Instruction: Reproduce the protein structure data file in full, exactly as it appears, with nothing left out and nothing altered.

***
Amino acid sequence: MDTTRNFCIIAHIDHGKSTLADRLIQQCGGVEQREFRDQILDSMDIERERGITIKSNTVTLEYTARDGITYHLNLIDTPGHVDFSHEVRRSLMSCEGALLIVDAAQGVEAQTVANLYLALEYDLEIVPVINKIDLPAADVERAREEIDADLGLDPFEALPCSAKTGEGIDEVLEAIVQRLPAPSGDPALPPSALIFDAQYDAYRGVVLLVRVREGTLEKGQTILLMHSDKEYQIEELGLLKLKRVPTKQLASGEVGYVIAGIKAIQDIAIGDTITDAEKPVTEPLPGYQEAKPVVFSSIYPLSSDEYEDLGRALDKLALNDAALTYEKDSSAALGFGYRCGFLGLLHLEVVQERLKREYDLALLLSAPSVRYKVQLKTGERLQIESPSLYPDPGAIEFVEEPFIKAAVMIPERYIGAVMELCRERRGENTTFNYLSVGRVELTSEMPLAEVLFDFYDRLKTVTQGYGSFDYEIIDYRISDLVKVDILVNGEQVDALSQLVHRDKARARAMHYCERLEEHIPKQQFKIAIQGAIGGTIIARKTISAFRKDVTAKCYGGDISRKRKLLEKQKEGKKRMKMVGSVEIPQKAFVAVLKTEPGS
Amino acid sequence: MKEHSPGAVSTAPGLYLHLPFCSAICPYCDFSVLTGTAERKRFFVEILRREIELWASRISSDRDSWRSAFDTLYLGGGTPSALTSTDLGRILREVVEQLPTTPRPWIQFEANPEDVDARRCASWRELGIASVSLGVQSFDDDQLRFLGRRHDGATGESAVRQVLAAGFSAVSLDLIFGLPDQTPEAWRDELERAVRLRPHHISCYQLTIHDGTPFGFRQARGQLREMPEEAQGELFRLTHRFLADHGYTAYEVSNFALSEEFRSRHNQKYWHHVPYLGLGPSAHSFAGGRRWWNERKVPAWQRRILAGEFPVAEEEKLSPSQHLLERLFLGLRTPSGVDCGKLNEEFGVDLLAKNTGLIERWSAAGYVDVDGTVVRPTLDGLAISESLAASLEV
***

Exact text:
Amino acid sequence: MDTTRNFCIIAHIDHGKSTLADRLIQQCGGVEQREFRDQILDSMDIERERGITIKSNTVTLEYTARDGITYHLNLIDTPGHVDFSHEVRRSLMSCEGALLIVDAAQGVEAQTVANLYLALEYDLEIVPVINKIDLPAADVERAREEIDADLGLDPFEALPCSAKTGEGIDEVLEAIVQRLPAPSGDPALPPSALIFDAQYDAYRGVVLLVRVREGTLEKGQTILLMHSDKEYQIEELGLLKLKRVPTKQLASGEVGYVIAGIKAIQDIAIGDTITDAEKPVTEPLPGYQEAKPVVFSSIYPLSSDEYEDLGRALDKLALNDAALTYEKDSSAALGFGYRCGFLGLLHLEVVQERLKREYDLALLLSAPSVRYKVQLKTGERLQIESPSLYPDPGAIEFVEEPFIKAAVMIPERYIGAVMELCRERRGENTTFNYLSVGRVELTSEMPLAEVLFDFYDRLKTVTQGYGSFDYEIIDYRISDLVKVDILVNGEQVDALSQLVHRDKARARAMHYCERLEEHIPKQQFKIAIQGAIGGTIIARKTISAFRKDVTAKCYGGDISRKRKLLEKQKEGKKRMKMVGSVEIPQKAFVAVLKTEPGS
Amino acid sequence: MKEHSPGAVSTAPGLYLHLPFCSAICPYCDFSVLTGTAERKRFFVEILRREIELWASRISSDRDSWRSAFDTLYLGGGTPSALTSTDLGRILREVVEQLPTTPRPWIQFEANPEDVDARRCASWRELGIASVSLGVQSFDDDQLRFLGRRHDGATGESAVRQVLAAGFSAVSLDLIFGLPDQTPEAWRDELERAVRLRPHHISCYQLTIHDGTPFGFRQARGQLREMPEEAQGELFRLTHRFLADHGYTAYEVSNFALSEEFRSRHNQKYWHHVPYLGLGPSAHSFAGGRRWWNERKVPAWQRRILAGEFPVAEEEKLSPSQHLLERLFLGLRTPSGVDCGKLNEEFGVDLLAKNTGLIERWSAAGYVDVDGTVVRPTLDGLAISESLAASLEV